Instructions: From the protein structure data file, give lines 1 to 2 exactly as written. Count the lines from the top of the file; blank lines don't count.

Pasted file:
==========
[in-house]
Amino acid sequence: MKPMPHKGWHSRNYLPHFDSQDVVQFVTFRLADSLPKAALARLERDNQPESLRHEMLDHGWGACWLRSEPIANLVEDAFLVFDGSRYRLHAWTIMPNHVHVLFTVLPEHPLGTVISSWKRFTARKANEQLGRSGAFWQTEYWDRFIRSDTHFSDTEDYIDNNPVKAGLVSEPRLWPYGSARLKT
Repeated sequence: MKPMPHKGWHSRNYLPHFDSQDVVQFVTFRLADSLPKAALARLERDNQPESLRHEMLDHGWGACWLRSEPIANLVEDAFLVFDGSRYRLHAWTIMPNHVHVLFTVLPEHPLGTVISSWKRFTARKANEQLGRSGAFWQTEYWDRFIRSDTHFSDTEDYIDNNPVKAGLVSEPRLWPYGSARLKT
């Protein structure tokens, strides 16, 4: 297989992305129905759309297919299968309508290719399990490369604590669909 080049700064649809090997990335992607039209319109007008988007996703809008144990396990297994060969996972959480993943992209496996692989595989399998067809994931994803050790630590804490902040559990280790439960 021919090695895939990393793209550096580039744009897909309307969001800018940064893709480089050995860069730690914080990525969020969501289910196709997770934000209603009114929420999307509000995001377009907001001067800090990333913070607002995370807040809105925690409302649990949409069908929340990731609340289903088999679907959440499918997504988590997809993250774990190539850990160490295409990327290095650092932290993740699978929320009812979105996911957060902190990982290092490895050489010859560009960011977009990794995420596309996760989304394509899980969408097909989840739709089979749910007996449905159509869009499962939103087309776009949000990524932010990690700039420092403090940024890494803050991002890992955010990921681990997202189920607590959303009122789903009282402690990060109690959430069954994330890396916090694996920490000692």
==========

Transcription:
[in-house]
Amino acid sequence: MKPMPHKGWHSRNYLPHFDSQDVVQFVTFRLADSLPKAALARLERDNQPESLRHEMLDHGWGACWLRSEPIANLVEDAFLVFDGSRYRLHAWTIMPNHVHVLFTVLPEHPLGTVISSWKRFTARKANEQLGRSGAFWQTEYWDRFIRSDTHFSDTEDYIDNNPVKAGLVSEPRLWPYGSARLKT